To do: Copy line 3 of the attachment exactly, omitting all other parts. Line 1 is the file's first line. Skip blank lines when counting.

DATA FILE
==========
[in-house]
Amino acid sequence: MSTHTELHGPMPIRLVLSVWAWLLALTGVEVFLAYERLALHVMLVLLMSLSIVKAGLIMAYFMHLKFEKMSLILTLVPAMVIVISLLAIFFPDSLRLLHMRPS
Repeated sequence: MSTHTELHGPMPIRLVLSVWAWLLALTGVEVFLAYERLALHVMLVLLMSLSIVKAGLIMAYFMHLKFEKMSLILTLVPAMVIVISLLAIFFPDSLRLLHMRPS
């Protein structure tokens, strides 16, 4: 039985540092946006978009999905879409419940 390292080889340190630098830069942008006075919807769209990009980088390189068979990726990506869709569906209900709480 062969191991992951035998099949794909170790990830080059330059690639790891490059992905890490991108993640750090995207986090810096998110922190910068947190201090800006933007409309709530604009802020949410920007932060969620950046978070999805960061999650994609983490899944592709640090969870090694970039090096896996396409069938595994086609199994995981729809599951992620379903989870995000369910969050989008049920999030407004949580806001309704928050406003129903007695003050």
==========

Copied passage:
Repeated sequence: MSTHTELHGPMPIRLVLSVWAWLLALTGVEVFLAYERLALHVMLVLLMSLSIVKAGLIMAYFMHLKFEKMSLILTLVPAMVIVISLLAIFFPDSLRLLHMRPS